healthcare at risk
Millions of Americans poised to lose Medicaid coverage on April 1
A rule instated during the COVID-19 pandemic that shielded people from losing their Medicaid coverage will expire Friday, NBC News reports, "putting millions of peoples' health insurance coverage at risk."
Previously, Medicaid recipients were required to renew their coverage yearly and would lose their coverage if they no longer qualified. But in 2020, lawmakers passed a rule "that kept people automatically enrolled in the government program, even if they no longer met the requirements for coverage." Up to 15 million people are at risk of losing their health coverage, per an estimate from the nonprofit research organization KFF. The number of people covered by Medicaid has surged by about one-third, "to 85 million as of late last year," since just before the pandemic, The Washington Post writes.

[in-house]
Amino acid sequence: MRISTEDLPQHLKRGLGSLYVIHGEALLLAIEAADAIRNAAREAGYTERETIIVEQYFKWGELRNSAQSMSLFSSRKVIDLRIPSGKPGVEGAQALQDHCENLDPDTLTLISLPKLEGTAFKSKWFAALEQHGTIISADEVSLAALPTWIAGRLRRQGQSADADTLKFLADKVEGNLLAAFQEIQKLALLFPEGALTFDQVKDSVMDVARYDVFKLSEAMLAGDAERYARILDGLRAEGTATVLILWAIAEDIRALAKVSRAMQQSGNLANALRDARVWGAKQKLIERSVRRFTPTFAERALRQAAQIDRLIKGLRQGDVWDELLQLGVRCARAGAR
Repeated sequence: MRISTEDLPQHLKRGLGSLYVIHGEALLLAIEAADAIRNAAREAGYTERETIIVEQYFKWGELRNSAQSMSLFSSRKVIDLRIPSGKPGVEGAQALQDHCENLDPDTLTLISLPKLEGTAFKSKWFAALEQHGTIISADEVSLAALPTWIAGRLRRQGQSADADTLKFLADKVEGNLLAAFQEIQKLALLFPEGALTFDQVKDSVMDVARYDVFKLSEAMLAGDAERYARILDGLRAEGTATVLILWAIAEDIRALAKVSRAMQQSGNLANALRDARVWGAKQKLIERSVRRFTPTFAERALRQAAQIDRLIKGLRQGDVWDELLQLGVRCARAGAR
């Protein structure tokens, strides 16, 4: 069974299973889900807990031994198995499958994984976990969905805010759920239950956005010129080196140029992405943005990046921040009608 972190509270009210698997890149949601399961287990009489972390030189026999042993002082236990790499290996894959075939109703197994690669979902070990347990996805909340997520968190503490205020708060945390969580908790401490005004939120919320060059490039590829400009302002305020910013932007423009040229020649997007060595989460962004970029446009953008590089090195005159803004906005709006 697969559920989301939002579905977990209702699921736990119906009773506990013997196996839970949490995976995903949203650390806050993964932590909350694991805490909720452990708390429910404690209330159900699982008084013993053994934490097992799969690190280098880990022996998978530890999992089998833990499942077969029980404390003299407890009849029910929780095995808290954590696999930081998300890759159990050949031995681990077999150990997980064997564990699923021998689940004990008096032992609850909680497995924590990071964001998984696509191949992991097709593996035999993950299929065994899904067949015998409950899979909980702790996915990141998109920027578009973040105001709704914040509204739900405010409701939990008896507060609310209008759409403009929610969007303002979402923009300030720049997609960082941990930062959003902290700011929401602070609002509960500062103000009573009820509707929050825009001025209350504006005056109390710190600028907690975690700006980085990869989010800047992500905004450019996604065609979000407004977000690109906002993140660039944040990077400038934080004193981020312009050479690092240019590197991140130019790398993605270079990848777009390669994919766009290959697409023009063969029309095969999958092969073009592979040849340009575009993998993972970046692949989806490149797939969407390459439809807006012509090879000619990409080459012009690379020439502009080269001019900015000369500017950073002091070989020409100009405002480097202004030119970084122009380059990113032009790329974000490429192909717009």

Beginning Saturday, April 1, states will be allowed to begin "unwinding" — "a process by which they will resume their annual Medicaid renewals and unenroll people who are no longer eligible for coverage," NBC News explains. While even the smallest gap in coverage can be "devastating," don't expect "a deluge of people" to lose their insurance immediately, Jennifer Tolbert, the associate director for the program on Medicaid and the uninsured at KFF, told NBC News. The unwinding period is expected to last about a year, as states reassess eligibility and send out renewal or termination notices, although some states will move faster, Tolbert said.
Still, health officials and advocates are "bracing for what they say looms as the nation's biggest health-insurance disruption since the Affordable Care Act came into existence more than a decade ago," the Post says. A recent Department of Health and Human Services analysis predicts that 15 million people will lose Medicaid, and "an estimated 6.8 million of those beneficiaries will be removed even though they still are eligible," the outlet summarizes.